JD. I've been touring for a long time now, as this year all comes after a huge Sound Of Music tour and The Ring Cycle in Melbourne. It's definitely a challenge, touring with a young child (and, in fact, even just muddling through this crazy life in general as a single mum with a four-year-old), but I love him and love my life enormously, so you just take it day by day and work it out as you go along. I'm extraordinarily lucky to have Kanen in my life, as I cannot begin to express how much he contributes to our kooky little family. I'm also incredibly fortunate to have a gorgeous band of incredible friends who never cease to warm my heart with their support and generosity. While I've been here for Cav, Rosario and Teresa have been giving me lifts, shuttling me between rehearsals and picking up Xander, and both have cooked us dinner and welcomed us into their homes. We had a brilliant afternoon on The Farm with Nick Braithwaite and his wife, and the munchkin is still raving about picking apples to feed to the horses. I love that he gets to travel and soak up so many different experiences (he was an absolute rock star when I sang Salome in Hong Kong, and the locals were mobbing his pram to take photos of the curly blond-haired, blue-eyed little boy!), and he's been an honorary Do Re Mi kid and watched rehearsals of so many shows. It was kinda hilarious when he was watching us create our first Bedfellows show, as the bits he was laughing at were beyond inappropriate. I'm glad he was too young to understand any of it then, but we'll have to be a tad more careful now, or you never know what might pop out at daycare!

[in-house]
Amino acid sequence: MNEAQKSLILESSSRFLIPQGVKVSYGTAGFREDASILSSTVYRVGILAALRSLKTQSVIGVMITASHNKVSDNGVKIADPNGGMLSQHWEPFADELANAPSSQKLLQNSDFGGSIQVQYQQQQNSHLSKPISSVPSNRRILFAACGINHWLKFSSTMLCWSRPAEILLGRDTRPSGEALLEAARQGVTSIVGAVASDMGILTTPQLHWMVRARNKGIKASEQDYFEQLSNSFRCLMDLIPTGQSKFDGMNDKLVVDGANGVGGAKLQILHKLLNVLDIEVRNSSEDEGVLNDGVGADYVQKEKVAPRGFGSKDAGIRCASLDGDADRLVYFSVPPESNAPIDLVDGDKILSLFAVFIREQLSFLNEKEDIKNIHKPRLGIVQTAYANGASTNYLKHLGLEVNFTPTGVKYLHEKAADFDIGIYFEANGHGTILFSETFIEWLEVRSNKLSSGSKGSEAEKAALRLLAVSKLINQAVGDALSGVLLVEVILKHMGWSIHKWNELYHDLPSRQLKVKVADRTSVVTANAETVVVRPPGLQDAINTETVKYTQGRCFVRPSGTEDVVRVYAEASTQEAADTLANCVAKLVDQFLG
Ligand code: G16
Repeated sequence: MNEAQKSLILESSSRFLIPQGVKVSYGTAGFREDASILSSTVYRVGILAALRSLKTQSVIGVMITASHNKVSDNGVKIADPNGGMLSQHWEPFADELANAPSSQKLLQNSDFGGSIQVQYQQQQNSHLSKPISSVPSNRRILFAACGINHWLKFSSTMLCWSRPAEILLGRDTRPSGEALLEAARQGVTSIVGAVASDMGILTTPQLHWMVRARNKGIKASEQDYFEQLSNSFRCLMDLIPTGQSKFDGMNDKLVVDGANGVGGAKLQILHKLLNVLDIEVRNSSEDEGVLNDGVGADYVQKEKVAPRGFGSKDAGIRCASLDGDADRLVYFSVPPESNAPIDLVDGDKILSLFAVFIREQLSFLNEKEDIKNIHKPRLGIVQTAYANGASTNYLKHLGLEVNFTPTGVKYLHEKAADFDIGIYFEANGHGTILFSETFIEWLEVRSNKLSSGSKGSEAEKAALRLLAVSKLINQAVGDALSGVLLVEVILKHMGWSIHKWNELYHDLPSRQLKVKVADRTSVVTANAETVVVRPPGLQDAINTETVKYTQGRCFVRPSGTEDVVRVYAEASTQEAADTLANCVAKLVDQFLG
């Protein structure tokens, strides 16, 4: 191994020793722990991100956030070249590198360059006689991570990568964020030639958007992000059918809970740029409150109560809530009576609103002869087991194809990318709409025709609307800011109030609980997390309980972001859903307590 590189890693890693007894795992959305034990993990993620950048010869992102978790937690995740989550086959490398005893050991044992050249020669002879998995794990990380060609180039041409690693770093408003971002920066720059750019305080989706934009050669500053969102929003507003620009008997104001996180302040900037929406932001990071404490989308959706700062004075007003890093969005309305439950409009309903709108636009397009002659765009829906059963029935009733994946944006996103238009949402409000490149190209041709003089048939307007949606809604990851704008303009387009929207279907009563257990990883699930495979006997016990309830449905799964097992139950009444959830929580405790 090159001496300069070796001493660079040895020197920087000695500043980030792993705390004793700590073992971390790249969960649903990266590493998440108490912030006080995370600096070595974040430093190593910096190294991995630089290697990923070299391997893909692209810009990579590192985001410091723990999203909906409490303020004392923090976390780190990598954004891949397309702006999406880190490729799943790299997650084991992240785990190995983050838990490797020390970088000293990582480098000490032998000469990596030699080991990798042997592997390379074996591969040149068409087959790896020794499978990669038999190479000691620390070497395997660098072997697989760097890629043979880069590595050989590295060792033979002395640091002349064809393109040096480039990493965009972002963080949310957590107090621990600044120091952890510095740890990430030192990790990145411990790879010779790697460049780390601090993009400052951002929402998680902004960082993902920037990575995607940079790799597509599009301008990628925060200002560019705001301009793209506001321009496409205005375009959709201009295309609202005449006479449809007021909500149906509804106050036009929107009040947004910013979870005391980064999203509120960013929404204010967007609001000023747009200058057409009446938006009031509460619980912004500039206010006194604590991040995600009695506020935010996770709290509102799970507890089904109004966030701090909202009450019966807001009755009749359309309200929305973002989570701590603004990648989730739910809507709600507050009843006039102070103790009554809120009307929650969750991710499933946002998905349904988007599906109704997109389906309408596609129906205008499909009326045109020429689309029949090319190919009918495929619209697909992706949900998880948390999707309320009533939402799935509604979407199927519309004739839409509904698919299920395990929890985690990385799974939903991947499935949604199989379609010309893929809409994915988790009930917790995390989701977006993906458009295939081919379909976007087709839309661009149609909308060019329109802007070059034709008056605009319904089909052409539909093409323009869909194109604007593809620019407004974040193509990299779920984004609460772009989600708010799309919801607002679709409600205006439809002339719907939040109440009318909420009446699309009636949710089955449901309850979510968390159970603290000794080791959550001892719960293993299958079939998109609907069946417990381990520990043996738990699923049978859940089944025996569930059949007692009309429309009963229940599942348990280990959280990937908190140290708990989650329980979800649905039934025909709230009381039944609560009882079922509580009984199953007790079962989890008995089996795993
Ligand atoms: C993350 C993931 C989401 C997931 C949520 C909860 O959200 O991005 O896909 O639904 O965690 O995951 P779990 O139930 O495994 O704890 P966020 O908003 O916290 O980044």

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Barry Lenny Born in London, Barry was introduced to theatre as a small boy, through being taken to see traditional Christmas pantomimes, as well as discovering jazz and fine music at a very young age. High school found him loving the works of Shakespeare, as well as many other great playwrights, poets and novelists. Moving to Australia, he became a jazz musician, playing with big bands and his own small groups, then attended the Elder Conservatorium of Music at the University of Adelaide, playing with several orchestras. This led to playing in theatre pits, joining the chorus, playing character roles, playing lead roles (after moving into drama), then directing, set and lighting design, administrative roles on theatre boards and, finally, becoming a critic. After twenty years of writing he has now joined the Broadway World team to represent Adelaide, in South Australia. Barry is also a long time member of the prestigious Adelaide Critics Circle.